Visibility is a significant problem for bikers. It is difficult for other drivers to see them, and many drivers forget to look for them. Any driving behavior that goes outside the law, putting the biker in an unexpected location, makes it even less likely that other drivers will see them. Drivers do not expect non-emergency vehicles to drive on the shoulder, which should be left available for motor vehicle operators experiencing emergencies, first responders, and other authorized vehicles.

Motorcycle traffic regulations in Clearwater are explicit—bikers must stay in designated traffic lanes. In addition to not being allowed to ride on the shoulder, they cannot split lanes. Lane splitting is when a biker shares a lane with another driver or rides between lanes. It is illegal in most states, but some states permit it. Out-of-state drivers who are unfamiliar with Florida laws may not know this rule.

The only exception to the rules regarding lanes is for motorcycles sharing the lane with other motorcycles. State laws allow two motorcycles to ride abreast in a single lane.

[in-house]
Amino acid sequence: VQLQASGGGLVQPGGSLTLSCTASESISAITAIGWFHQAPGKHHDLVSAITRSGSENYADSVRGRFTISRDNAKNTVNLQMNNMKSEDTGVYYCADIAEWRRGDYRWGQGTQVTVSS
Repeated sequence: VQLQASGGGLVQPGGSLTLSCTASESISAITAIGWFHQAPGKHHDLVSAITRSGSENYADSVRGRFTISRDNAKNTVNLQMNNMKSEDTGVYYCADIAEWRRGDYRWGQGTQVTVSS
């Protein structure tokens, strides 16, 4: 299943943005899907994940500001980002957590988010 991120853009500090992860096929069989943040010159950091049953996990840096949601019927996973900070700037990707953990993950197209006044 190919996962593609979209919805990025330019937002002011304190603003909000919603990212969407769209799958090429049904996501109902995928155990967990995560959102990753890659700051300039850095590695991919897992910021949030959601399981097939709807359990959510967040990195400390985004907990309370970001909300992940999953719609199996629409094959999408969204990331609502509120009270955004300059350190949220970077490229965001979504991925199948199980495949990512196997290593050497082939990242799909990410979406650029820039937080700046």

Can Motorcycles Run Red Lights in Florida?

Bikers may be familiar with Dead Red laws. These laws allow bikers—and sometimes cyclists—to run red lights unless they trigger them. The theory is that stopping at red lights can be more dangerous to people on motorcycles than carefully proceeding through a red light.

Whether or not running a red light is safer for motorcyclists is debatable. What is not up for debate is that Florida law does not allow it. Just like any other motor vehicle operator, Florida bikers must stop at red lights and stop signs. They also have to obey any other traffic signs or signals. Failure to stop at a red light can be evidence of liability in a Clearwater motorcycle accident.

Talk to a Clearwater Attorney About How Motorcycle Traffic Laws May Impact Your Case

Contact our seasoned team of legal professionals at Perenich Law Injury Attorneys today. We are intimately familiar with Clearwater motorcycle traffic laws and can review the circumstances of your wreck to determine if they may play a role in your civil claim. Even if you are partially responsible for causing the collision, you may still be able to seek compensation from other negligent parties. Call today to learn more.